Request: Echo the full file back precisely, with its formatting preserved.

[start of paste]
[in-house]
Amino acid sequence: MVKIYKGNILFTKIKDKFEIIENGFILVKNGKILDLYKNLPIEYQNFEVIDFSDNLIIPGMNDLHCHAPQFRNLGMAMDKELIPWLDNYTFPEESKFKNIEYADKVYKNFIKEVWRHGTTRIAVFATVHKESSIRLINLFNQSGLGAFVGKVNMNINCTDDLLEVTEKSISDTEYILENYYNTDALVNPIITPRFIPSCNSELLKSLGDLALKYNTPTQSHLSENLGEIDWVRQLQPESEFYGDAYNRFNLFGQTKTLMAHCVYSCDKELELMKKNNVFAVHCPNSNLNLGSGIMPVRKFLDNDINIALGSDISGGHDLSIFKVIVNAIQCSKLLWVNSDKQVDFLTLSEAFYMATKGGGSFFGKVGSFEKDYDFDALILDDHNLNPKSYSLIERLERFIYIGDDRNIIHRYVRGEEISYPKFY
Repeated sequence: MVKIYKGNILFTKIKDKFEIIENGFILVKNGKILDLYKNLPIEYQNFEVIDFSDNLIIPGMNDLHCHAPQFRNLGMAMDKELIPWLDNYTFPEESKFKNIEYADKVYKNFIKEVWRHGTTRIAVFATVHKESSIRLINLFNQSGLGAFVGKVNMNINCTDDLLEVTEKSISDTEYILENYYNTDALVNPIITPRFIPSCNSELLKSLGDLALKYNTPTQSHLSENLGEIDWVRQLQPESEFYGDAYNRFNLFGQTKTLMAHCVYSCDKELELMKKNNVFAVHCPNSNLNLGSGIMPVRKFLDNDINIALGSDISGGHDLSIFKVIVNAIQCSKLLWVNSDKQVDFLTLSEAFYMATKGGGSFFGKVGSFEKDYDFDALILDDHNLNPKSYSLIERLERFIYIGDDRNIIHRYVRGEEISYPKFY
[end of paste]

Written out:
[in-house]
Amino acid sequence: MVKIYKGNILFTKIKDKFEIIENGFILVKNGKILDLYKNLPIEYQNFEVIDFSDNLIIPGMNDLHCHAPQFRNLGMAMDKELIPWLDNYTFPEESKFKNIEYADKVYKNFIKEVWRHGTTRIAVFATVHKESSIRLINLFNQSGLGAFVGKVNMNINCTDDLLEVTEKSISDTEYILENYYNTDALVNPIITPRFIPSCNSELLKSLGDLALKYNTPTQSHLSENLGEIDWVRQLQPESEFYGDAYNRFNLFGQTKTLMAHCVYSCDKELELMKKNNVFAVHCPNSNLNLGSGIMPVRKFLDNDINIALGSDISGGHDLSIFKVIVNAIQCSKLLWVNSDKQVDFLTLSEAFYMATKGGGSFFGKVGSFEKDYDFDALILDDHNLNPKSYSLIERLERFIYIGDDRNIIHRYVRGEEISYPKFY
Repeated sequence: MVKIYKGNILFTKIKDKFEIIENGFILVKNGKILDLYKNLPIEYQNFEVIDFSDNLIIPGMNDLHCHAPQFRNLGMAMDKELIPWLDNYTFPEESKFKNIEYADKVYKNFIKEVWRHGTTRIAVFATVHKESSIRLINLFNQSGLGAFVGKVNMNINCTDDLLEVTEKSISDTEYILENYYNTDALVNPIITPRFIPSCNSELLKSLGDLALKYNTPTQSHLSENLGEIDWVRQLQPESEFYGDAYNRFNLFGQTKTLMAHCVYSCDKELELMKKNNVFAVHCPNSNLNLGSGIMPVRKFLDNDINIALGSDISGGHDLSIFKVIVNAIQCSKLLWVNSDKQVDFLTLSEAFYMATKGGGSFFGKVGSFEKDYDFDALILDDHNLNPKSYSLIERLERFIYIGDDRNIIHRYVRGEEISYPKFY